Success is somebody else’s failure. Success is the American Dream we can keep dreaming because most people in most places including thirty million of ourselves live wide awake in the terrible reality of poverty.
Life is a train of moods like a string of beads; and as we pass through them they prove to be many colored lenses, which paint the world their own hue, and each shows us only what lies in its own focus.
It is a great mistake to suppose that economy consists in buying the poorest articles and in making the table unattractive. The great art is to know where to save and when to spend, and how to use everything to the best possible advantage. There is such a thing as singy extravagance and wasteful scrimping.
The man who is anybody and who does anything is surely going to be criticized, vilified, and misunderstood. This is part of the penalty for greatness, and every man understands, too, that it is no proof of greatness.
If one is estranged from oneself, then one is estranged from others too. If one is out of touch with oneself, then one cannot touch others.
I’ve missed more than 9000 shots in my career. I’ve lost almost 300 games. 26 times I’ve been trusted to take the game winning shot and missed. I’ve failed over and over and over again in my life and that is why I succeed.
There are two barriers that often prevent communication between the young and their elders. The first is middle-aged forgetfulness of the fact that they themselves are no longer young. The second is youthful ignorance of the fact that the middle aged are still alive.
You have to have a lot of ideas. First, if you want to make discoveries, it’s a good thing to have good ideas. And second, you have to have a sort of sixth sense — the result of judgment and experience — which ideas are worth following up. I seem to have the first thing, a lot of ideas, and I also seem to have good judgment as to which are the bad ideas that I should just ignore, and the good ones, that I’d better follow up.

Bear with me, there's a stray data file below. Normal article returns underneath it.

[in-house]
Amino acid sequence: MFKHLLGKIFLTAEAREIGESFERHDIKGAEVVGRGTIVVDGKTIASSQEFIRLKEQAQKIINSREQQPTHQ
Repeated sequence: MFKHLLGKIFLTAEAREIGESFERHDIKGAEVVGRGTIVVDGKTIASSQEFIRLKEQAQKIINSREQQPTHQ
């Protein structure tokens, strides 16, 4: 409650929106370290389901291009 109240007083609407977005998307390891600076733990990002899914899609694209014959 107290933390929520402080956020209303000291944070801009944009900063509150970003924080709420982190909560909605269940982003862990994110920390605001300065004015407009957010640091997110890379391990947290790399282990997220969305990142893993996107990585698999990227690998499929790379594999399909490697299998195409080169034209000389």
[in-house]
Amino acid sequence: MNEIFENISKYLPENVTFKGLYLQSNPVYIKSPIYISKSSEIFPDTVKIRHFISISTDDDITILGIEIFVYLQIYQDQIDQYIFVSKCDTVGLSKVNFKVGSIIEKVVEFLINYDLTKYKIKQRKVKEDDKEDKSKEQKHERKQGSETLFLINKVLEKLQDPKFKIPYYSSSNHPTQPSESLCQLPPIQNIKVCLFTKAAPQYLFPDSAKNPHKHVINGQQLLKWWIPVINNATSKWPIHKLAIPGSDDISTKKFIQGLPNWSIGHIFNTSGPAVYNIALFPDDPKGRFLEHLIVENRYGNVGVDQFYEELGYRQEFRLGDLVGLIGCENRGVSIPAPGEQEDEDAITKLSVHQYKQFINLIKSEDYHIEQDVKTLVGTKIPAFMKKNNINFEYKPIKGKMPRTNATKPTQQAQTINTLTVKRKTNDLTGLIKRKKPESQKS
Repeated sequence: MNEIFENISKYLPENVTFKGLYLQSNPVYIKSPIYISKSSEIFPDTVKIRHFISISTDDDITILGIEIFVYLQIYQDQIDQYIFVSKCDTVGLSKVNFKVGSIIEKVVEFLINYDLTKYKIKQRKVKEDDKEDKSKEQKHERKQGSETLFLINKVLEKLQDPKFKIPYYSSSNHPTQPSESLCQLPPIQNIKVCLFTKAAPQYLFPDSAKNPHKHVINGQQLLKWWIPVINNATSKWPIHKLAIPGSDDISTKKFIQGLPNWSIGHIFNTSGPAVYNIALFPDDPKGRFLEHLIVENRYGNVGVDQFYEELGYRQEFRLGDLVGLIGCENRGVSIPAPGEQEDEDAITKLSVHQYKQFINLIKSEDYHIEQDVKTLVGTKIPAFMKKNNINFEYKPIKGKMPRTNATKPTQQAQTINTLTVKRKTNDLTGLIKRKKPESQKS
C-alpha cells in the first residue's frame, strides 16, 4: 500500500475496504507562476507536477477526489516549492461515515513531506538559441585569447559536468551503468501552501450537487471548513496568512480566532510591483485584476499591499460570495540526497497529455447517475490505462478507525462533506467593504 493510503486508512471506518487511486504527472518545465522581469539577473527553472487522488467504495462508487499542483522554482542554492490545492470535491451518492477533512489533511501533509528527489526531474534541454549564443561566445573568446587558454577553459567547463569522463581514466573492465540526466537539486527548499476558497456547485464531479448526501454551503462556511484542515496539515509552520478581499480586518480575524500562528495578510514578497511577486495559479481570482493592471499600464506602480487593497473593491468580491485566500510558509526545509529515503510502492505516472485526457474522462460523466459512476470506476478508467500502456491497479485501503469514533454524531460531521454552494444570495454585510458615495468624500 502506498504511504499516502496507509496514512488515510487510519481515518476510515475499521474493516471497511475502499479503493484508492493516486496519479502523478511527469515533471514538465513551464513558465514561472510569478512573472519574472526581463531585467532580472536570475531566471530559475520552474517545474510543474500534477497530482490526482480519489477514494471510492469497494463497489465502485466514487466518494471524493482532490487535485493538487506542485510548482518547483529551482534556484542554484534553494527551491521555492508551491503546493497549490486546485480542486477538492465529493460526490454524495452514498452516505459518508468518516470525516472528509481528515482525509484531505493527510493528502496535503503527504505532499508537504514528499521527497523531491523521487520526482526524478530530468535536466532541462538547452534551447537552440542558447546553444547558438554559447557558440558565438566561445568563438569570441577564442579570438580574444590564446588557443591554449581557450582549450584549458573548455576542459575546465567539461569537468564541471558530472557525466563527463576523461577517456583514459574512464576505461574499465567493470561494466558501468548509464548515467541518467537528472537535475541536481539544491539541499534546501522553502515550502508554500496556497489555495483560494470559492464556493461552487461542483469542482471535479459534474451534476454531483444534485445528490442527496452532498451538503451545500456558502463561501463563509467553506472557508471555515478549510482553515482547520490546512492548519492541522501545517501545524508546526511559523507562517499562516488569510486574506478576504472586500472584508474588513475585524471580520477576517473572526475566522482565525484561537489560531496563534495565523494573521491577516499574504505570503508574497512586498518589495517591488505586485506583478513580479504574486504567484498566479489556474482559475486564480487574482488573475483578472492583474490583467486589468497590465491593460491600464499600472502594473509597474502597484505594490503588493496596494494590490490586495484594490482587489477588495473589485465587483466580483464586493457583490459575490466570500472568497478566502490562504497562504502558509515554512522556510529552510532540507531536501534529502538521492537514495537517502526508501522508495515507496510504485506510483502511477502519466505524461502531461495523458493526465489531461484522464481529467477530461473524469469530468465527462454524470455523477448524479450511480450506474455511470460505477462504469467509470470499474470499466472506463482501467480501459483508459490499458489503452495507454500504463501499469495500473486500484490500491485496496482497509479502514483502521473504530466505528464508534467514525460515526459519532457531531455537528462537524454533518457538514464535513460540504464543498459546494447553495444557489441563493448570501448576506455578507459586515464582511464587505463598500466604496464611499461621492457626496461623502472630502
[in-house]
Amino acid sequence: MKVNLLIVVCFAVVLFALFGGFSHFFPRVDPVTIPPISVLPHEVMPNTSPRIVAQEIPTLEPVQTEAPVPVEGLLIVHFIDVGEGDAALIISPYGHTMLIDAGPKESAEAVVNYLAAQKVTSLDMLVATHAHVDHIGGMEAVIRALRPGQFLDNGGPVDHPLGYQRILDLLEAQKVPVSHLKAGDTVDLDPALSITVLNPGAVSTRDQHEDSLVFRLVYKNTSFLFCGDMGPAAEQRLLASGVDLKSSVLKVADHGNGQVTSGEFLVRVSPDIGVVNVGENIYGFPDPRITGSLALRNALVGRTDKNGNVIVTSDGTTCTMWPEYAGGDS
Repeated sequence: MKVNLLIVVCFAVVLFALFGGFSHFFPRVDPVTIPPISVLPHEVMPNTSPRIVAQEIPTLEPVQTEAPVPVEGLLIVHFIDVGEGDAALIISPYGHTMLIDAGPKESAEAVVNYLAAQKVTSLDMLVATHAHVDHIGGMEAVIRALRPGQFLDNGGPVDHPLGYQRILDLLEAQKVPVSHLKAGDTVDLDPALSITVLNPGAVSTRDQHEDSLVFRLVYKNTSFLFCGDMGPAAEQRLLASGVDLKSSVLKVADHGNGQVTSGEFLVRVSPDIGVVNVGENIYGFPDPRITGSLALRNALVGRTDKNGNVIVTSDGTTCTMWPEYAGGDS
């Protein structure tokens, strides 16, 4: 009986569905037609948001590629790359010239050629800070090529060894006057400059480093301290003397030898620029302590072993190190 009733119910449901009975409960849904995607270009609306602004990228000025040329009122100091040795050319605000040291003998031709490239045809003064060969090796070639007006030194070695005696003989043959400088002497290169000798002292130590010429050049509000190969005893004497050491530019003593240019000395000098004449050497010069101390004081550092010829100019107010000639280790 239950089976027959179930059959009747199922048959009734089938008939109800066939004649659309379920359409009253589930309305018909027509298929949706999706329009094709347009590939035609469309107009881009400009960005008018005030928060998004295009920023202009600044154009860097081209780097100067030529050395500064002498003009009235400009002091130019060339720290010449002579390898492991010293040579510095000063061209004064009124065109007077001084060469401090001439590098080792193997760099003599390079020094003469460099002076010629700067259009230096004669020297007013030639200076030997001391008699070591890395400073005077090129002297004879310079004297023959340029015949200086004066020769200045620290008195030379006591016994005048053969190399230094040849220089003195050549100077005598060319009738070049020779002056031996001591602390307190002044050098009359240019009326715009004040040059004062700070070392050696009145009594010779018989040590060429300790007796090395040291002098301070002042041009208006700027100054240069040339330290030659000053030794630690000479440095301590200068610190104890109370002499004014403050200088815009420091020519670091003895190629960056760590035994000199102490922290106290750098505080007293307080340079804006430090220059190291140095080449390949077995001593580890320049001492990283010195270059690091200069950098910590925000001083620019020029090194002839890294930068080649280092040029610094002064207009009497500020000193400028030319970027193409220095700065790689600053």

Do not depend on the hope of results. You may have to face the fact that your work will be apparently worthless and even achieve no result at all, if not perhaps results opposite to what you expect. As you get used to this idea, you start more and more to concentrate not on the results, but on the value, the rightness, the truth of the work itself. You gradually struggle less and less for an idea and more and more for specific people. In the end, it is the reality of personal relationship that saves everything.
We need a coat with two pockets. In one pocket there is dust, and in the other pocket there is gold. We need a coat with two pockets to remind us who we are.
The most difficult problem in personal knowledge, whether of oneself or of others, is the problem of guessing when to think as a historian and when to think as an anthropologist.
I must study politics and war that my sons may have liberty to study mathematics and philosophy. My sons ought to study mathematics and philosophy, geography, natural history, naval architecture, navigation, commerce and agriculture in order to give their children a right to study painting, poetry, music, architecture, statuary, tapestry, and porcelain.